Getting the Better of the Balance

“Conquest” is also met with greater political opposition and activism in this day and age than ever before, as Hedley Bull argued, which is yet another factor or reason as to why attempts and efforts at conquest are likely to fail in a postmodern age. Moreover, and as mentioned before, what underpins the difficulties and obstacles towards conquest are the three underlying trends of our postmodern age, namely, the rise of China, the ongoing process of ‘decolonization’ in many regions of the world, and the ‘demystification’ of European cultural hegemony. Once these three underlying trends of a postmodern age are accounted for, many of the socioeconomic and sociopolitical challenges which we face can be seen in a better light. And with a better understanding of the nature of these challenges, responses and solutions to these challenges have a better chance of emerging. 

Nevertheless, the paradox of the ‘balance of power’ in international affairs which we have discussed before is that in order to maintain the balance and equilibrium, states must pursue “maximum power” as well as “superiority of power in their own behalf” with the aim of “changing the distribution of power permanently in their favor.” Both diplomatic and military pressure is brought to bear so that other states are compelled to “make the concessions that will consolidate the temporary advantage into a permanent superiority” to borrow from Hans Morgenthau. 

Hence, much of what is going on along the fringes of Europe at the moment amidst the conflict between the West and Russia can perhaps be understood through the aforementioned points about the balance of power. Arguably, if the basic aim of Russian diplomatic and military pressure on Europe is seen as the permanent change of the global balance of power, then it cannot be deemed as irrational or senseless, even though we are prompted to dismiss such actions on the part of Russia as irrational and senseless.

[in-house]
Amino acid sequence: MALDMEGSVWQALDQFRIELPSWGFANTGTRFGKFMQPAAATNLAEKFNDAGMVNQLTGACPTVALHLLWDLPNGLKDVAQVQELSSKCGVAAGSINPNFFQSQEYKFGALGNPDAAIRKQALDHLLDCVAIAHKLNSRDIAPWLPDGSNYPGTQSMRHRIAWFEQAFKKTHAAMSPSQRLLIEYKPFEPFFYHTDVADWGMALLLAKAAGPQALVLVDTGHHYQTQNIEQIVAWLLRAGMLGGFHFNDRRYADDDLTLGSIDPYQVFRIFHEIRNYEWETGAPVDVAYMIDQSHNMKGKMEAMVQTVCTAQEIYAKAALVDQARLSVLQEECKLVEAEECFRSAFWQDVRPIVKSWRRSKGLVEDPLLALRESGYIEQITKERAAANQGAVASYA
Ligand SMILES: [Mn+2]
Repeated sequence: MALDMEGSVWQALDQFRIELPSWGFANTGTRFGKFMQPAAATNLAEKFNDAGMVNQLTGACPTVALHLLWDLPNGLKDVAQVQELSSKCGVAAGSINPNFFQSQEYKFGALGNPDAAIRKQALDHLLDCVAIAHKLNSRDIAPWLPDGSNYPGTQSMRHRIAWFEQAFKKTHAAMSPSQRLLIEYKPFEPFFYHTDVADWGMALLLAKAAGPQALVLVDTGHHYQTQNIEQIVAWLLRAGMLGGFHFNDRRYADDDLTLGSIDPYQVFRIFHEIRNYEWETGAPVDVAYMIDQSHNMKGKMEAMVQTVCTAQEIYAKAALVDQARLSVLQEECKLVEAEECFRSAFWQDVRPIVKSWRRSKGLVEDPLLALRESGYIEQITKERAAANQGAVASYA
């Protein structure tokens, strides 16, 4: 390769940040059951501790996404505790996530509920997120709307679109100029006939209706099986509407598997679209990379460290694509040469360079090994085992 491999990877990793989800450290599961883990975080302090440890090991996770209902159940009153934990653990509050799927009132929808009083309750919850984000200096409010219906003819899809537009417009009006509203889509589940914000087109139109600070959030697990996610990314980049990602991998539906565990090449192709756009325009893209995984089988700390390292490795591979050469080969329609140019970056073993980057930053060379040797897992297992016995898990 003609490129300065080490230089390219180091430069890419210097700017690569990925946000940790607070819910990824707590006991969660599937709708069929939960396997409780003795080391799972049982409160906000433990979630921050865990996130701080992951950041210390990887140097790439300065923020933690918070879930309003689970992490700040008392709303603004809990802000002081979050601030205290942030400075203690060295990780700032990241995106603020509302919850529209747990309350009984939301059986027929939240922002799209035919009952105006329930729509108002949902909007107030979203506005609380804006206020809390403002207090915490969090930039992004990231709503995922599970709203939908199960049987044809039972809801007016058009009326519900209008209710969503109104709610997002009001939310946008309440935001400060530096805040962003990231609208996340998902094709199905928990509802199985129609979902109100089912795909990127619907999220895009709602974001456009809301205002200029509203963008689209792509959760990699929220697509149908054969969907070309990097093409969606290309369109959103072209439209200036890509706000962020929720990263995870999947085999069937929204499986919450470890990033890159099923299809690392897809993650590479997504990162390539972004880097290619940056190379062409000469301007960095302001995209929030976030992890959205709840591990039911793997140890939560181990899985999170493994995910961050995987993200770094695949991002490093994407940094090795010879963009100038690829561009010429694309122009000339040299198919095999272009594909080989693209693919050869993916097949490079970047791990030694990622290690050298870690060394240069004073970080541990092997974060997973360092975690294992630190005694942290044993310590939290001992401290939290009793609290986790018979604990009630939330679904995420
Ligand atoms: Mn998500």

Morgenthau argued that there are three types of wars which are “intimately connected with the mechanics of the balance of power.” For one, there is “preventive war” which relates to the previous point about achieving maximum power and the superiority of power in order to get the “the better of the balance” per se. Second, there are “anti-imperialistic wars” which are aimed at thwarting wars of conquest and hegemony. And third, there is “imperialistic war” which is aimed at conquest and hegemony. 

Where Russia’s war against Ukraine fits amongst these three different categories of wars as set out by Morgenthau is up for debate. Russia, obviously, has characterized its war in Ukraine as an “anti-imperialistic war” with the aim of thwarting a real and potent military threat along its Western frontier. And as a defender of the status quo, the United States is driven into this war, given that war becomes the main tool in defending the status quo and preventing its reversal or undoing when it is challenged, even if war is not an effective and potent tool when it comes to salvaging the status quo as a result of the balance of power. Whereas the ideology behind the politics and economics of the status quo power is hegemony, the ideology behind the politics and economics of the revolutionary powers is the balance of power, as Morgenthau highlighted. Thus, without the balance of power principle, Russia would not be able to justify what it is doing over the long run. But given that the balance of power is grounded in reality, it appears as though Russia will be able to justify its actions and its conflict and war with Europe over the long run. 

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